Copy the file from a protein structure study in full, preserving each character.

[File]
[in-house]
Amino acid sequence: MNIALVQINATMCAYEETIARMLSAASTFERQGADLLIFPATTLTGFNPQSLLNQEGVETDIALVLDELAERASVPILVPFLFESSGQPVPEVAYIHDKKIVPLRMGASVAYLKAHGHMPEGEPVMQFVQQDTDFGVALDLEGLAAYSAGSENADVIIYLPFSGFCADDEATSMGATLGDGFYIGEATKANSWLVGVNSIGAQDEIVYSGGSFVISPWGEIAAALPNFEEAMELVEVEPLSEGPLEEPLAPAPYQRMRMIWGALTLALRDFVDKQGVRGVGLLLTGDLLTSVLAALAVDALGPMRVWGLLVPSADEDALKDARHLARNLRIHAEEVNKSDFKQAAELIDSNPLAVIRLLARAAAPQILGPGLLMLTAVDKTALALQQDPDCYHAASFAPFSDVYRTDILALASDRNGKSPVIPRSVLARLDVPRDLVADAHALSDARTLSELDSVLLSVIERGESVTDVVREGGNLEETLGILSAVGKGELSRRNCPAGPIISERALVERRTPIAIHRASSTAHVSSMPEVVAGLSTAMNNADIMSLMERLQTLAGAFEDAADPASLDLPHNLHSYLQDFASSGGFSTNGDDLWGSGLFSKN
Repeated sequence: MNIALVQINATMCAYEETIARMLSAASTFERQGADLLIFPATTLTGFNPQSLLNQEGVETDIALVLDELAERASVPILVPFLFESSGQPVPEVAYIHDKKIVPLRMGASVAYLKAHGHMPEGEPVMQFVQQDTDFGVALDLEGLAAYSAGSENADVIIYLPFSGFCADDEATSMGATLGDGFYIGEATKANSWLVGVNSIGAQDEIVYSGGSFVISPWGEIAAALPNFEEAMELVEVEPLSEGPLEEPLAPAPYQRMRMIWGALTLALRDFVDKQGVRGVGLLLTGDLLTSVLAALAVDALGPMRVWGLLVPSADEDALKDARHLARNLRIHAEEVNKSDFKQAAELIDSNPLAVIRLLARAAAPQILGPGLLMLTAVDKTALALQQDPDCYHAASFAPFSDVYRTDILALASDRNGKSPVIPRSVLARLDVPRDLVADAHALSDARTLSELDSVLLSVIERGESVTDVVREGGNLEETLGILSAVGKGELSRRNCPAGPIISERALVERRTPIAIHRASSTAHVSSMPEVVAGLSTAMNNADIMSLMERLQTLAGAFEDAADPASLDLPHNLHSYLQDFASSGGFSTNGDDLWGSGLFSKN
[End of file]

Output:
[in-house]
Amino acid sequence: MNIALVQINATMCAYEETIARMLSAASTFERQGADLLIFPATTLTGFNPQSLLNQEGVETDIALVLDELAERASVPILVPFLFESSGQPVPEVAYIHDKKIVPLRMGASVAYLKAHGHMPEGEPVMQFVQQDTDFGVALDLEGLAAYSAGSENADVIIYLPFSGFCADDEATSMGATLGDGFYIGEATKANSWLVGVNSIGAQDEIVYSGGSFVISPWGEIAAALPNFEEAMELVEVEPLSEGPLEEPLAPAPYQRMRMIWGALTLALRDFVDKQGVRGVGLLLTGDLLTSVLAALAVDALGPMRVWGLLVPSADEDALKDARHLARNLRIHAEEVNKSDFKQAAELIDSNPLAVIRLLARAAAPQILGPGLLMLTAVDKTALALQQDPDCYHAASFAPFSDVYRTDILALASDRNGKSPVIPRSVLARLDVPRDLVADAHALSDARTLSELDSVLLSVIERGESVTDVVREGGNLEETLGILSAVGKGELSRRNCPAGPIISERALVERRTPIAIHRASSTAHVSSMPEVVAGLSTAMNNADIMSLMERLQTLAGAFEDAADPASLDLPHNLHSYLQDFASSGGFSTNGDDLWGSGLFSKN
Repeated sequence: MNIALVQINATMCAYEETIARMLSAASTFERQGADLLIFPATTLTGFNPQSLLNQEGVETDIALVLDELAERASVPILVPFLFESSGQPVPEVAYIHDKKIVPLRMGASVAYLKAHGHMPEGEPVMQFVQQDTDFGVALDLEGLAAYSAGSENADVIIYLPFSGFCADDEATSMGATLGDGFYIGEATKANSWLVGVNSIGAQDEIVYSGGSFVISPWGEIAAALPNFEEAMELVEVEPLSEGPLEEPLAPAPYQRMRMIWGALTLALRDFVDKQGVRGVGLLLTGDLLTSVLAALAVDALGPMRVWGLLVPSADEDALKDARHLARNLRIHAEEVNKSDFKQAAELIDSNPLAVIRLLARAAAPQILGPGLLMLTAVDKTALALQQDPDCYHAASFAPFSDVYRTDILALASDRNGKSPVIPRSVLARLDVPRDLVADAHALSDARTLSELDSVLLSVIERGESVTDVVREGGNLEETLGILSAVGKGELSRRNCPAGPIISERALVERRTPIAIHRASSTAHVSSMPEVVAGLSTAMNNADIMSLMERLQTLAGAFEDAADPASLDLPHNLHSYLQDFASSGGFSTNGDDLWGSGLFSKN